No son ever begged his dad to buy a Toyota Corolla. No one ever put a poster of the Corolla on their bedroom wall. For petrolheads the world over, the Corolla has always been the ultimate anti-car car, if not the anti-Christ.
Judged against the more interesting machinery available at the time it was launched, in 1966, it was dull indeed. By comparison with the Mini, say, or the Citroën DS, or virtually anything from Italy, the Toyota was automotive grey porridge. It was conventional, it was anonymous looking and it was completely unambitious in design. It has remained so ever since.
Despite its huge popularity, the Corolla doesn't have, and never did have, much of a "personality". It has inspired neither art nor anthropomorphosis. Would The Italian Job have been quite so much fun if they'd tried to rob a bank in three Corollas? Could Herbie ever have been a Corolla? Would Thelma and Louise have been seen dead in one?
Even car fans have some difficulty in remembering more than one or two of its many incarnations over the years. Being inside a Corolla has never been a treat for the senses. Early versions had a certain period charm, but the overwhelming use of brittle grey plastic and plain grey velour in its later guises have been narcoleptic, reminiscent of the John Major Spitting Image puppet. The Toyota Corolla never had the cute baby-like "face" of the Mini or Fiat Cinquecento or Beetle; it was a hard face to fall in love with.
Nor has the Corolla ever been much fun to drive. It's not difficult to drive, in the way a Citroën 2CV or a Renault 4 might be with their gear sticks sticking out of the dashboard, but it isn't very "involving", as the motoring journalist usually puts it. A Mini, an Escort or a Golf offers an entertaining driving experience, but not the Toyota.
Yet for all its boringness, the Corolla is the biggest-selling car of all time, at least in terms of its nameplate. OK, Anoraks may argue that the best-selling car (as opposed to nameplate) is in fact the VW Beetle, which, during its 60 years, has seen some 21,529,464 models rolled out. But the fact remains that, over the course of four decades, the name Corolla has been glued to some 32 million vehicles.
It is not too much of an exaggeration to say that the Corolla built both the mighty Toyota Motor Corporation of today and the reputation of the Japanese industry. "Corolla" - a botanical term meaning the crown of a flower - and the car have crowned Toyota's rise to dominance. Toyota is the only large mass-market car-maker in the world to make money, and it makes lots of it. It has overtaken Ford, the world's number two, in production and is not that far behind General Motors. And it has done so without much recourse to mergers. And while numerous Honda Civics, Nissan Sunnys, Mitsubishi Shoguns and Suzuki Swifts have also done their bit to secure Japan's position as the second largest economy in the world, the Corolla is the biggest single Japanese automotive success story. In 2005 alone, 1.36 million Corollas were produced in 16 plants, from Burnaston, Derbyshire to Phuc Thang Vietnam. By the end of June this year, cumulative worldwide production reached 31.6 million units. That represents more than 2,160 cars every day - 90 cars per hour, every hour, for 40 years.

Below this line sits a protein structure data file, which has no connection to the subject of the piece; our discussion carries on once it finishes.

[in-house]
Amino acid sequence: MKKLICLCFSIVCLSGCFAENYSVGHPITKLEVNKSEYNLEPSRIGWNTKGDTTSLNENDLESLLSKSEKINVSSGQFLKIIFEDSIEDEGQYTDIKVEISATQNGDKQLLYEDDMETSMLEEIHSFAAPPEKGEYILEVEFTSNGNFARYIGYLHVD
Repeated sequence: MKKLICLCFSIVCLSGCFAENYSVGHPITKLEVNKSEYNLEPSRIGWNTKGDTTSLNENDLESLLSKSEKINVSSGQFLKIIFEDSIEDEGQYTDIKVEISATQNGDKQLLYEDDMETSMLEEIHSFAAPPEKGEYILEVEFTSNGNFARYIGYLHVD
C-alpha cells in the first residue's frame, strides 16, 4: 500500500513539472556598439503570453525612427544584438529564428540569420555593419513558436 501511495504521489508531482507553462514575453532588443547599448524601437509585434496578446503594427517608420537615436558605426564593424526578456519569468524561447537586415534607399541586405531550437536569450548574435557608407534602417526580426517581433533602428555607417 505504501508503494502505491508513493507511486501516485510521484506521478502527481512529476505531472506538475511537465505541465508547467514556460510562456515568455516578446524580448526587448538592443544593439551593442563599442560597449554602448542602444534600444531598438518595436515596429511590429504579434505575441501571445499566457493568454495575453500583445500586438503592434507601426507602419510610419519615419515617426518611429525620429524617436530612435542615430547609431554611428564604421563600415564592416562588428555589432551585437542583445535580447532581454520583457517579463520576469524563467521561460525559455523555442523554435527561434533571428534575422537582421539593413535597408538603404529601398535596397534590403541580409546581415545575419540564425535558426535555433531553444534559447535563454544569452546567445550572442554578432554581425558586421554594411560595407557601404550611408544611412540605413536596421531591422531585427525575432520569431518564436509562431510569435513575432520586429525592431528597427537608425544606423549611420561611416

The commercial success of the Corolla can be summed up in one word: reliability. More than anything, the Corolla's simplicity and its manufacturer's attention to mundane matters of engineering have created an outstandingly dependable vehicle. It changed motoring for ever. Before the Corolla, you could argue, the motor car was the stuff of dreams, a glamorous, slightly temperamental creature in which every journey was to be something of an adventure, where you couldn't quite be sure if you were going to make it - even in a VW Beetle. The Corolla turned the car into just another domestic appliance, something functional, something that shouldn't be given a second thought or endowed with much sentimental attachment.
Yet as owners have come to appreciate the Corolla's robust qualities, many found have beauty under its unprepossessing grey skin. And, to be fair, most Corollas are easy to drive, with light clutches and a steering system that has helped cabbies the world over get through their day without too much exertion. They are also well equipped. Once upon a time, roughly when the Corolla was launched in fact, the idea of fitting a car with a radio as standard was the height of marketing nous, something buyers valued far in excess of its real cost. British makers resisted the temptation to please the customer in this way, and Japanese car manufacturers capitalised on that characteristic ineptness. That is how Corollas started to push Cortinas off our roads.
But the Corolla has become a victim of its own success. Now that the rest of the world has caught up, to some extent, on reliability, Toyota has discovered high styling and good taste. The Corolla name isn't especially associated with those qualities, it would seem.